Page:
Risk isn't really the issue. Any purchase of an asset, no matter how risky, is savings. The difference is that the Trust Fund is part of the Federal government, so that if the Trust Fund accumulates Federal bonds, there is no real saving because this is simply debt the Federal government owes to itself.
The only way the government can 'save' is by reducing debt it owes to the public and/or by buying assets from the private sector, foreign countries, state and local governments, or the Federal Reserve. These are all classified as separate entities, some less obviously than others.
> If, however, social security continues to be "invested" in
> bonds, then it is impossible for it ever to save up a penny.
> claimants will be paid out of current revenues, just as they if
> bondholders. If claims increase one year in the future, and
more has to
> be paid out, then taxes have to be raised, or future revenues
> from, *that year.* The only ultimate source of social security
> the annual production of the economy, a percentage of which can
right, though the Federal government could accumulate assets (like a state govt pension fund does). Also, with less debt outstanding for a given level of taxes and other spending, it is easier for the government to give general revenue to the Trust Fund.
> So the only provisions that can be made against an expected
wave of claims
> in the future is increasing growth, so that the economy will be
> bigger then, or decreasing debt *for the sole purpose of
running it up
> again* (if it were thought that there was a limit beyond which
it would be
> unhealthy to go)
The economy is the source of income that will finance benefits, one way or another. Real output is wholly separate from the financial position of the Federal government. By analogy, taxes right now are about 21% of GDP. Suppose there was a California earthquake and the Federal govt needed a quick $200 billion. This would clearly be easier to obtain if taxes were only 15% of GDP because there was lower interest payments in the budget, but this would be so without regard to how large or small the economy was.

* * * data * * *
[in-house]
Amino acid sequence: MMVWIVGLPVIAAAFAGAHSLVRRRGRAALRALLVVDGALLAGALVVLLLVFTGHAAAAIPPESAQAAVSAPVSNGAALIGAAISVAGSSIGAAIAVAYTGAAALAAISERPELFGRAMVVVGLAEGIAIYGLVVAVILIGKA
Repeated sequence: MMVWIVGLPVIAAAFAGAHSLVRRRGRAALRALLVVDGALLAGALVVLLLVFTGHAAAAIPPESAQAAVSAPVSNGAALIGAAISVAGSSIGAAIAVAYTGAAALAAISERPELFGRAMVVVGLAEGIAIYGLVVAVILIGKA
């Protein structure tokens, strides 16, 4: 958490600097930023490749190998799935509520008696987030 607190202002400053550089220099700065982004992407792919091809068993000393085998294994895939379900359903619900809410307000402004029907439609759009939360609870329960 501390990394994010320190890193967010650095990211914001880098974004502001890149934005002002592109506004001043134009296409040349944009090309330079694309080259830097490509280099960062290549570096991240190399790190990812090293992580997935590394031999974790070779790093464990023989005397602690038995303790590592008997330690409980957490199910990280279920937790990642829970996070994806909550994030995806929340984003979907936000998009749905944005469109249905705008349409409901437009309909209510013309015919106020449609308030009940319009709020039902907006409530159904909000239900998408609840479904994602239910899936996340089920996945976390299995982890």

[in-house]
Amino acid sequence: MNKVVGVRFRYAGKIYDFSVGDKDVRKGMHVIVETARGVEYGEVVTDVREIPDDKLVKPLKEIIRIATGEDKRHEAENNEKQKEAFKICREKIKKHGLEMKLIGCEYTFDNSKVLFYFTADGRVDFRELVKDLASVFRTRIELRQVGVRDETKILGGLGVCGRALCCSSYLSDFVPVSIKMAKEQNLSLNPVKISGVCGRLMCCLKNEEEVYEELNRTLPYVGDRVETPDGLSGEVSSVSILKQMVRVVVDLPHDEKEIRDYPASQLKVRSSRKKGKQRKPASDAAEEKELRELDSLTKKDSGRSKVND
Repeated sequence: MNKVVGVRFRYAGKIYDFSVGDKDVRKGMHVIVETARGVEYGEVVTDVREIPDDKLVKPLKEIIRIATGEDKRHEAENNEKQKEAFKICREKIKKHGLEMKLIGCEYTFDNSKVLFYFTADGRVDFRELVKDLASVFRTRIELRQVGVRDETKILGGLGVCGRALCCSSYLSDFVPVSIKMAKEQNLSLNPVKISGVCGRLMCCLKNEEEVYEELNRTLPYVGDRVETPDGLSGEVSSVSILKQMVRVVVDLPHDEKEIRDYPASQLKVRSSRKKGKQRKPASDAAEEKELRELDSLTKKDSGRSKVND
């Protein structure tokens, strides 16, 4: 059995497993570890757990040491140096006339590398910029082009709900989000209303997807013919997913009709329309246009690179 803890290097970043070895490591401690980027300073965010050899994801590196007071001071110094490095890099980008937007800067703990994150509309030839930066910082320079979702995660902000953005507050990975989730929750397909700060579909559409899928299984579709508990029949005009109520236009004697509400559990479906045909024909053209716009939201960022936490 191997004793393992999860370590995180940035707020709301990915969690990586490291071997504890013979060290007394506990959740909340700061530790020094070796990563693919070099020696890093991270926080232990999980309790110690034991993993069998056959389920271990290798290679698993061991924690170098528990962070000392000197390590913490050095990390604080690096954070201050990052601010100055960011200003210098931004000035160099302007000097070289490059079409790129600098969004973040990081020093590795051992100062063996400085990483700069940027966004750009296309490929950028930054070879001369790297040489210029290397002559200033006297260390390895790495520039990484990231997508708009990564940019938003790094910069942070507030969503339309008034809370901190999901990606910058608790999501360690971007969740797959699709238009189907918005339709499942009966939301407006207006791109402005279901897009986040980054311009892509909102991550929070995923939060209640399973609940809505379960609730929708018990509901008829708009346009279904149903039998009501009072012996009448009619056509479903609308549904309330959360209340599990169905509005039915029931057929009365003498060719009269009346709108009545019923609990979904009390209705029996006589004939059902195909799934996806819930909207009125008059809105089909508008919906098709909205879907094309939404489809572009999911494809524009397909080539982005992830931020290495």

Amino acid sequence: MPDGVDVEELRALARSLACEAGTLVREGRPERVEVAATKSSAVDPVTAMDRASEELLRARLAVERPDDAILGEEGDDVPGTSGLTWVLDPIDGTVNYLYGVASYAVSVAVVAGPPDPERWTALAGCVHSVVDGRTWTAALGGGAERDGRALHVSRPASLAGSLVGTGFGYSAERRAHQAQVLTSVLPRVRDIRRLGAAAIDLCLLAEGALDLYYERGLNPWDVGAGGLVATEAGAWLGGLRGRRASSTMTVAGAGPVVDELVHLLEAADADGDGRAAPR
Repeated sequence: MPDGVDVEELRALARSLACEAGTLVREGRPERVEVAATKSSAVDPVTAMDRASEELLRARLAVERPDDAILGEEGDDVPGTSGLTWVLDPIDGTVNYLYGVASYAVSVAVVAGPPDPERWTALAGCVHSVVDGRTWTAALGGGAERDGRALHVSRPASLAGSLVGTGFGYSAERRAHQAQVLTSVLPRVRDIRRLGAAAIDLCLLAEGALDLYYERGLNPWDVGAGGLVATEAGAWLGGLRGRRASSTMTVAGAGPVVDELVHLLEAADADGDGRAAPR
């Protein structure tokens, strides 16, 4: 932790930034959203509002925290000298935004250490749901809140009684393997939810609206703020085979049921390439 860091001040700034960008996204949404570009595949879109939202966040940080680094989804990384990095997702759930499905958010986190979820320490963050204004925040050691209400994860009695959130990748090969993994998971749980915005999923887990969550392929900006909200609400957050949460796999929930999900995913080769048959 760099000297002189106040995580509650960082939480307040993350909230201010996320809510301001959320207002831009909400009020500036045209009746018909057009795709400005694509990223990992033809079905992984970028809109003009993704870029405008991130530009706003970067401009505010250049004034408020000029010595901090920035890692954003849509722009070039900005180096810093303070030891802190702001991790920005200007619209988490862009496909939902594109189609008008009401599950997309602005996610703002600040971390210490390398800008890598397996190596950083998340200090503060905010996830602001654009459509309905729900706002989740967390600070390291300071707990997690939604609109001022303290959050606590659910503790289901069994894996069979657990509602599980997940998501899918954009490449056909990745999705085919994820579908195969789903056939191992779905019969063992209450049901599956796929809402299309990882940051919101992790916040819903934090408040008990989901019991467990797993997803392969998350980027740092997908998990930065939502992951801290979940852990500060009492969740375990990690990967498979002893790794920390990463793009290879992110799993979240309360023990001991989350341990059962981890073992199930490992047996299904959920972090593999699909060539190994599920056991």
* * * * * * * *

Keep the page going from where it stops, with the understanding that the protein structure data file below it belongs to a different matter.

> If I've got this right, then all talk about saving social
security has always been a scam, starting at least in my brief lifetime with Moynihan's plan in the 80's. He made a big fuss that Reagan used the money from increased social security taxes to pay general revenues, as if that was a scandal. But if I'm understanding you correctly, what Moynihan was piously holding out for was a Clinton style debt pay-down. Was that what he meant by inceasing the Social Security Fund? And it was just as intrisically false a notion as Clinton's?>
At the time I do not believe it was envisioned that a payroll tax surplus would be used to finance general expenditure. Also the 1980's group followed the dictum of securing the Trust Fund's 75-year actuarial solvency. My feeling was that this was defensible at the time.
By now it has become clear that there is no progressive way to maintain 75-year solvency for the Trust Fund. This imperative should be abandoned, in my view. The Trust Fund remains as a useful record of the present value of payroll tax contributions in excess of costs.
My criticism is that 75-year solvency is no longer a tenable goal, in light of what is required to achieve it. I would also reject phony accounting exercises that artificially boost the Trust Fund balances, since they are fundamentally duplicitous, hence anti-democratic, and accomplish nothing real in economic terms.
Moynihan's current role is quite different than what he did in the 1980's. Now he is promoting a variation of privatization and saying idiotic things about public debt.
> For that matter, is the idea of a Social Security
> "Fund" in itself just a pretty lie?
Not so far. See above.